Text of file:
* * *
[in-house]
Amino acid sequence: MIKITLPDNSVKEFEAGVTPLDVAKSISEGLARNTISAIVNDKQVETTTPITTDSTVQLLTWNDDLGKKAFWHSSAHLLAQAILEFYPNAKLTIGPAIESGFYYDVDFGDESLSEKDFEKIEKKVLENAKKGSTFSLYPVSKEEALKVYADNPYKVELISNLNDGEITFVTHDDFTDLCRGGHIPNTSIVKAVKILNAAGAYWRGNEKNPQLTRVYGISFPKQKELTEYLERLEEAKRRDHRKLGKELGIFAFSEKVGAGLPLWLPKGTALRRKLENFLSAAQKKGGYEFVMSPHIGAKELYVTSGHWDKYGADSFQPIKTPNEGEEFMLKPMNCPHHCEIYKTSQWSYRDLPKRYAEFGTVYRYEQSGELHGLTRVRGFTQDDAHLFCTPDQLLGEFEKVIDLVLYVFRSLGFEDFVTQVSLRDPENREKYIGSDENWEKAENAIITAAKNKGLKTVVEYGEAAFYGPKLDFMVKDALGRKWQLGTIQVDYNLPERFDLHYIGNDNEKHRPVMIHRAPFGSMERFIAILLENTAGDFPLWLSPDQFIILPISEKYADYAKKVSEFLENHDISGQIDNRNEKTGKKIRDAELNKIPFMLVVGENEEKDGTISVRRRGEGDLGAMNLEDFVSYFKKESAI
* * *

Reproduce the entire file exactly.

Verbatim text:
[in-house]
Amino acid sequence: MIKITLPDNSVKEFEAGVTPLDVAKSISEGLARNTISAIVNDKQVETTTPITTDSTVQLLTWNDDLGKKAFWHSSAHLLAQAILEFYPNAKLTIGPAIESGFYYDVDFGDESLSEKDFEKIEKKVLENAKKGSTFSLYPVSKEEALKVYADNPYKVELISNLNDGEITFVTHDDFTDLCRGGHIPNTSIVKAVKILNAAGAYWRGNEKNPQLTRVYGISFPKQKELTEYLERLEEAKRRDHRKLGKELGIFAFSEKVGAGLPLWLPKGTALRRKLENFLSAAQKKGGYEFVMSPHIGAKELYVTSGHWDKYGADSFQPIKTPNEGEEFMLKPMNCPHHCEIYKTSQWSYRDLPKRYAEFGTVYRYEQSGELHGLTRVRGFTQDDAHLFCTPDQLLGEFEKVIDLVLYVFRSLGFEDFVTQVSLRDPENREKYIGSDENWEKAENAIITAAKNKGLKTVVEYGEAAFYGPKLDFMVKDALGRKWQLGTIQVDYNLPERFDLHYIGNDNEKHRPVMIHRAPFGSMERFIAILLENTAGDFPLWLSPDQFIILPISEKYADYAKKVSEFLENHDISGQIDNRNEKTGKKIRDAELNKIPFMLVVGENEEKDGTISVRRRGEGDLGAMNLEDFVSYFKKESAI